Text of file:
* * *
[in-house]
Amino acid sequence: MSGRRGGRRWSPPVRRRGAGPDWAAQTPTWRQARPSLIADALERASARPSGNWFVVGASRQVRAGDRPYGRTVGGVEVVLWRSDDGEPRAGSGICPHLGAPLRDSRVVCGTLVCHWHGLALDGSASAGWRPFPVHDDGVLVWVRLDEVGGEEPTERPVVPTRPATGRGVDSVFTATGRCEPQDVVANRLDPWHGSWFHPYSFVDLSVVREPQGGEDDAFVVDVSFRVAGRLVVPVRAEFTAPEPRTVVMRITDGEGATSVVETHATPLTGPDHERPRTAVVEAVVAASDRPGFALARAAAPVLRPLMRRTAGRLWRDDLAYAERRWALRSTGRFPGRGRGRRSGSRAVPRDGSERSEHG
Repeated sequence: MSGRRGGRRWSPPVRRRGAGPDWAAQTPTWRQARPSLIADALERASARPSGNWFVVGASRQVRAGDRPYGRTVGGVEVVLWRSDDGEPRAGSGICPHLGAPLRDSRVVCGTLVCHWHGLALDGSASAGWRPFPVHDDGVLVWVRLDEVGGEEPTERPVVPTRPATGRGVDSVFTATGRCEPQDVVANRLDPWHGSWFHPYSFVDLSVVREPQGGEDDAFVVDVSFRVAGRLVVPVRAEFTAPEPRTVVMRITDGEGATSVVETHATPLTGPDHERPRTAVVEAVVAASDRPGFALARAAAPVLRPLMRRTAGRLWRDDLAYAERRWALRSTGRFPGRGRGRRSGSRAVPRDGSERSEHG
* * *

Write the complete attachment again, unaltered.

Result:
[in-house]
Amino acid sequence: MSGRRGGRRWSPPVRRRGAGPDWAAQTPTWRQARPSLIADALERASARPSGNWFVVGASRQVRAGDRPYGRTVGGVEVVLWRSDDGEPRAGSGICPHLGAPLRDSRVVCGTLVCHWHGLALDGSASAGWRPFPVHDDGVLVWVRLDEVGGEEPTERPVVPTRPATGRGVDSVFTATGRCEPQDVVANRLDPWHGSWFHPYSFVDLSVVREPQGGEDDAFVVDVSFRVAGRLVVPVRAEFTAPEPRTVVMRITDGEGATSVVETHATPLTGPDHERPRTAVVEAVVAASDRPGFALARAAAPVLRPLMRRTAGRLWRDDLAYAERRWALRSTGRFPGRGRGRRSGSRAVPRDGSERSEHG
Repeated sequence: MSGRRGGRRWSPPVRRRGAGPDWAAQTPTWRQARPSLIADALERASARPSGNWFVVGASRQVRAGDRPYGRTVGGVEVVLWRSDDGEPRAGSGICPHLGAPLRDSRVVCGTLVCHWHGLALDGSASAGWRPFPVHDDGVLVWVRLDEVGGEEPTERPVVPTRPATGRGVDSVFTATGRCEPQDVVANRLDPWHGSWFHPYSFVDLSVVREPQGGEDDAFVVDVSFRVAGRLVVPVRAEFTAPEPRTVVMRITDGEGATSVVETHATPLTGPDHERPRTAVVEAVVAASDRPGFALARAAAPVLRPLMRRTAGRLWRDDLAYAERRWALRSTGRFPGRGRGRRSGSRAVPRDGSERSEHG